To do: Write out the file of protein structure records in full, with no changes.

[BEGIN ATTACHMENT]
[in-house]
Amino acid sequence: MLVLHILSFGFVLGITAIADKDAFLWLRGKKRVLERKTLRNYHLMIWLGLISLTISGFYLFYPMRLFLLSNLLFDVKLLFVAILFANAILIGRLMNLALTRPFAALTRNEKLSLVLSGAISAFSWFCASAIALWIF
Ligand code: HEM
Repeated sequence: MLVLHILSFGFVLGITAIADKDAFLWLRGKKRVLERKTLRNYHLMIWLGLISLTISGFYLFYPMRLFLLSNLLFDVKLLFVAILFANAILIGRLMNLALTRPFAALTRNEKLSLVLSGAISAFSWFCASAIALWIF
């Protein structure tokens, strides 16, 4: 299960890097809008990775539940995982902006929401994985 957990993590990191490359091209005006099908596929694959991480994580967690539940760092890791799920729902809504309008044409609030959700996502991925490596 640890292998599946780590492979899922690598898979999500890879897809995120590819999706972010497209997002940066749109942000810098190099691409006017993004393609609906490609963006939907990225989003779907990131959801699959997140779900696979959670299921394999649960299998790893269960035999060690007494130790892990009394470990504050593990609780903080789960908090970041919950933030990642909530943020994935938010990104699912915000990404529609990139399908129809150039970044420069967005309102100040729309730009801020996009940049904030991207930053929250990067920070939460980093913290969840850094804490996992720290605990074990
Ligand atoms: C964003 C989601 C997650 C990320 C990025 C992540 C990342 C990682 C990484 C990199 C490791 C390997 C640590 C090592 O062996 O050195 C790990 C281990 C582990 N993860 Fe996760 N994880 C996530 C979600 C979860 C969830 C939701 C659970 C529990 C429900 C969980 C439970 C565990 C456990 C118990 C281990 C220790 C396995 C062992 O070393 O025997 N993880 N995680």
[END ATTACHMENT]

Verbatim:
[in-house]
Amino acid sequence: MLVLHILSFGFVLGITAIADKDAFLWLRGKKRVLERKTLRNYHLMIWLGLISLTISGFYLFYPMRLFLLSNLLFDVKLLFVAILFANAILIGRLMNLALTRPFAALTRNEKLSLVLSGAISAFSWFCASAIALWIF
Ligand code: HEM
Repeated sequence: MLVLHILSFGFVLGITAIADKDAFLWLRGKKRVLERKTLRNYHLMIWLGLISLTISGFYLFYPMRLFLLSNLLFDVKLLFVAILFANAILIGRLMNLALTRPFAALTRNEKLSLVLSGAISAFSWFCASAIALWIF
């Protein structure tokens, strides 16, 4: 299960890097809008990775539940995982902006929401994985 957990993590990191490359091209005006099908596929694959991480994580967690539940760092890791799920729902809504309008044409609030959700996502991925490596 640890292998599946780590492979899922690598898979999500890879897809995120590819999706972010497209997002940066749109942000810098190099691409006017993004393609609906490609963006939907990225989003779907990131959801699959997140779900696979959670299921394999649960299998790893269960035999060690007494130790892990009394470990504050593990609780903080789960908090970041919950933030990642909530943020994935938010990104699912915000990404529609990139399908129809150039970044420069967005309102100040729309730009801020996009940049904030991207930053929250990067920070939460980093913290969840850094804490996992720290605990074990
Ligand atoms: C964003 C989601 C997650 C990320 C990025 C992540 C990342 C990682 C990484 C990199 C490791 C390997 C640590 C090592 O062996 O050195 C790990 C281990 C582990 N993860 Fe996760 N994880 C996530 C979600 C979860 C969830 C939701 C659970 C529990 C429900 C969980 C439970 C565990 C456990 C118990 C281990 C220790 C396995 C062992 O070393 O025997 N993880 N995680």